We use two form systems here at John Carroll, Wufoo and Gravity Forms. Something we do often in Wufoo is pre-populate form fields using URL strings.

I recently found myself needing to do that in Gravity Forms and realized that while it takes a few more steps than Wufoo, which you can do via the form’s URL, you need to do some edits in your form first.

When updating your form, find the field you’d like to be able to update via the URL string, and select the advanced tab of that field. Find the checkbox that says to allow that field to be populated dynamically. Check it and then give that field a name. This is how you’ll send it a value via the URL.

Screenshot 2014-07-09 11.55.25

Now, in your URL, you can call http://highedwebtech.com/pathto/form?areastosupport=value and that field will contain your value. This works for checkboxes, radio buttons and freeform text fields. If you have conditional logic, passing the variable will make sure any logic questions are processed. I have tried this in practice and it works really well. I didn’t seem to notice the order of the variables in the URL affecting the logic, but YMMV.

For checkboxes, you can put values in commas, so areastosupport=1,2 will check two boxes. For longer strings, seperate your text with + (plus signs.) That would look like areastosupport=This+is+my+string.

You can pass as many variables as you want, including admin and hidden fields, as long as you set them up ahead of time. You would add an ampersand between fields, such as http://highedwebtech.com/pathto/form?areastosupport=value&namefield=Name&emailcode=TRD&greeting=Hello+From+Mike.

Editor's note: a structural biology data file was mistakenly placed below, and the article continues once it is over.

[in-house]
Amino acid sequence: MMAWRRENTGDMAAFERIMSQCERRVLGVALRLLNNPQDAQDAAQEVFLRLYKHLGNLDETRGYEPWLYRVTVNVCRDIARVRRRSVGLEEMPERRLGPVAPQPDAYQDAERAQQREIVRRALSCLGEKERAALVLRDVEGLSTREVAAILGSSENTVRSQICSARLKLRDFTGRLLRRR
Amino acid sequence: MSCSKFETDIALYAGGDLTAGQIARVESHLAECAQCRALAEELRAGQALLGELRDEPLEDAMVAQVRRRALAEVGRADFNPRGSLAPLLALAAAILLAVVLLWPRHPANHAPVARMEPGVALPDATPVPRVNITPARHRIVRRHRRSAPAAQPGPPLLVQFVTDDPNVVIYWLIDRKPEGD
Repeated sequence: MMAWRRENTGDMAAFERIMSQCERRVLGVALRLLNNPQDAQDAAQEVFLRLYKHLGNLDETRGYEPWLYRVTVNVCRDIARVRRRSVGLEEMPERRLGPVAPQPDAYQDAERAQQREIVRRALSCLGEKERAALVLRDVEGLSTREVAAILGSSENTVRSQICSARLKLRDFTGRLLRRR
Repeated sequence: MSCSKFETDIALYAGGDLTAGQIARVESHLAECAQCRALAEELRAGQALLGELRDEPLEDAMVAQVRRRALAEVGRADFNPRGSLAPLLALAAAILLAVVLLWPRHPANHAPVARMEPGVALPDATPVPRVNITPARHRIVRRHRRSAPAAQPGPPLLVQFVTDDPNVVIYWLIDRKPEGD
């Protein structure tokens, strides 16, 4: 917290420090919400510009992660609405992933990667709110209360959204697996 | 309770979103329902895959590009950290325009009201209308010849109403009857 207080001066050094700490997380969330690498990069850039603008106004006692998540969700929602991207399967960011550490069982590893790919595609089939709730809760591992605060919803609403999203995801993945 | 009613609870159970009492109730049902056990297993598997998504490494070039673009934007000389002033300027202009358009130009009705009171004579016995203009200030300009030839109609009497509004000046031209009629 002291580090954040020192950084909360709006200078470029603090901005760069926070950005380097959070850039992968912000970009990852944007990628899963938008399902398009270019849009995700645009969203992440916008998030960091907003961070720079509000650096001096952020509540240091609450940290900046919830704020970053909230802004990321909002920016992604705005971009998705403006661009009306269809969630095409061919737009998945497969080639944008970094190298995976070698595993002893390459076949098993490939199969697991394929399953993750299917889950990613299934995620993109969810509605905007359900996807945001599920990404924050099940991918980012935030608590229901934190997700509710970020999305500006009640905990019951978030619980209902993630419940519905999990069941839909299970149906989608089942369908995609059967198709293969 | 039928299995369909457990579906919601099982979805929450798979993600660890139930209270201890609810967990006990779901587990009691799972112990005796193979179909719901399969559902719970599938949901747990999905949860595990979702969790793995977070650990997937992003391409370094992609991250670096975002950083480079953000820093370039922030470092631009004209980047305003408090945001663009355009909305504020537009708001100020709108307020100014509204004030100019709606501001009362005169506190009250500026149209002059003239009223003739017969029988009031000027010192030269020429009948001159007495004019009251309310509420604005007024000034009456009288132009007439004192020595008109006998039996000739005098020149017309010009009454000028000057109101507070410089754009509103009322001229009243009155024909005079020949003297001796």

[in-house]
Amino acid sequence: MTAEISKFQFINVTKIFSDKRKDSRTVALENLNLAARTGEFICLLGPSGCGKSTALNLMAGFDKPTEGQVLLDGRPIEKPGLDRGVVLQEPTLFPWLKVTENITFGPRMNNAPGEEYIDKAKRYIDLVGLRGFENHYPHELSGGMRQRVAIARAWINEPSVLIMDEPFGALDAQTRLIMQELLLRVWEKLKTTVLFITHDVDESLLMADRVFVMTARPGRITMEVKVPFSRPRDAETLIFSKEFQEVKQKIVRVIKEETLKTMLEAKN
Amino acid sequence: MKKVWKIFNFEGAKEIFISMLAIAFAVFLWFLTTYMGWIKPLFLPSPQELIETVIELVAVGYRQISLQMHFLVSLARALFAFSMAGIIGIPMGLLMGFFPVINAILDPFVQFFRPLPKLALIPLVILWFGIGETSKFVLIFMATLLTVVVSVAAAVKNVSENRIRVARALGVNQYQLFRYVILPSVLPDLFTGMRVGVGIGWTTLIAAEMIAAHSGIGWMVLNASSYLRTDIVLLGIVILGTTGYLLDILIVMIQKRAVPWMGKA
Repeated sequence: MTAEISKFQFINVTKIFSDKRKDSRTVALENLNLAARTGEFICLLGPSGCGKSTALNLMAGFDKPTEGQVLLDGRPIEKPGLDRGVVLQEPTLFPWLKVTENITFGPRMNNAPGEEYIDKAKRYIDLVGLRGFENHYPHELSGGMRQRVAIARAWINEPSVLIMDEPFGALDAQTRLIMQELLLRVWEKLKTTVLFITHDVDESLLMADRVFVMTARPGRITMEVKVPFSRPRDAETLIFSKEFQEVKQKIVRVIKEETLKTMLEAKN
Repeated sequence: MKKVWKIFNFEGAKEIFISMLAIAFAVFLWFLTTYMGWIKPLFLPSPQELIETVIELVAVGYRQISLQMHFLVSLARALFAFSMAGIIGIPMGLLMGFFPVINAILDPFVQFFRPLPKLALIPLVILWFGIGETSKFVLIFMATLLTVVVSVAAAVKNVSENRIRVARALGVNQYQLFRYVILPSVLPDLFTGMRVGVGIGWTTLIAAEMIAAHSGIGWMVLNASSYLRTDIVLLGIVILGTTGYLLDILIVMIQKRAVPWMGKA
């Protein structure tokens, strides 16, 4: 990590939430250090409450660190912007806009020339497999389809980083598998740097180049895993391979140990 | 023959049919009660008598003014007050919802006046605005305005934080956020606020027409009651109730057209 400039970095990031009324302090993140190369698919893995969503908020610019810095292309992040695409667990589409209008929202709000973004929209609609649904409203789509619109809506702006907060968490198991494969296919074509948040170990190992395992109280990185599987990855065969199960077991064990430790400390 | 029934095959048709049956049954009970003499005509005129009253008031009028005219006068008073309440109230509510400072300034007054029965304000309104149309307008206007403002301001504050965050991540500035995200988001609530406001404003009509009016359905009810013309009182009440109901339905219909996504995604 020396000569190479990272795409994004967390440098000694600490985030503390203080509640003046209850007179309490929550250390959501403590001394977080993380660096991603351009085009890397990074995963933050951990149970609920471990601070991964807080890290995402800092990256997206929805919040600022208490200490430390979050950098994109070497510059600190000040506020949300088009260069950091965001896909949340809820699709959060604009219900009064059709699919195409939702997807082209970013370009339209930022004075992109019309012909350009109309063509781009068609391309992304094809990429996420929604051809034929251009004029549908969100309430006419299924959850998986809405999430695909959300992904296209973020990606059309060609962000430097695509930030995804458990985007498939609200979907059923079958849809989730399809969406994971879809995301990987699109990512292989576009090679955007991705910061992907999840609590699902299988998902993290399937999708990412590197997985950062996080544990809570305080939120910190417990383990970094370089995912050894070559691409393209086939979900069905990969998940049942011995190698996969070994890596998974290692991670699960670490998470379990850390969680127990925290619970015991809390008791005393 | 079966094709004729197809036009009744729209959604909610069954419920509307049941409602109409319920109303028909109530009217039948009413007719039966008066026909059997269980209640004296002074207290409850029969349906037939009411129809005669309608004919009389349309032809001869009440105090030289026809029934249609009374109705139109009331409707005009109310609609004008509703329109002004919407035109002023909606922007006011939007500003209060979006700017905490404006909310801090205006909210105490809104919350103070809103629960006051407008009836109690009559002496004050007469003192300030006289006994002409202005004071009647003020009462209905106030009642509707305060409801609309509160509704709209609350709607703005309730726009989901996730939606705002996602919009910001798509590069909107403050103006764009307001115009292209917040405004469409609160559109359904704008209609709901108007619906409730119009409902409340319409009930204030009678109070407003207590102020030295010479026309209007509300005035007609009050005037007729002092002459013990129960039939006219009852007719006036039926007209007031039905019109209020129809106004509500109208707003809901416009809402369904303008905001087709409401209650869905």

Gravity Forms Plugin for WordPress

We’ve been testing Gravity Forms here as part of our WordPress CMS, allowing users easy access to be able to make forms and manage them right inside WordPress. So far, our tests have been positive, and we’re set to open it up to all our users.

We’ve run into a challenge though as we get ready to roll this out. When set up and turned on in one of our sites (we run multi-site), only administrative users could access and see Gravity Forms.




We set up our campus users as editors, so they can’t go and switch themes and install rogue plugins. Even though the plugin was installed, editors couldn’t see Gravity Forms. They could see all our other functions and custom post types, but not Gravity Forms.

I wrote to their support, who suggested I use yet another plugin. That’s fine if I was just running one site, but at 140 sites and growing, I can’t be spending all day in that plugin turning things on and off. I figured there’d have to be a way to give the editor role access.

Enter some code. It’s one of the things that I really love about WordPress. With a bit of good code, you can do a lot of different things.

I added the following to my functions.php file, making Gravity Forms see that the user role of editor had the correct privileges and could run it. After some trial and error, I found the following snippet of code worked for an editor:

	function add_grav_forms(){
		$role = get_role('editor');
		$role->add_cap('gform_full_access');
	}
	add_action('admin_init','add_grav_forms');

So far, so good. I can make new forms, see entries and more as an editor, and I think I won’t have to manage this with a plugin, which is good to avoid that overhead where possible. Here’s what an editor sees now. The other things (taters, tots, etc) are custom post types we’ve developed.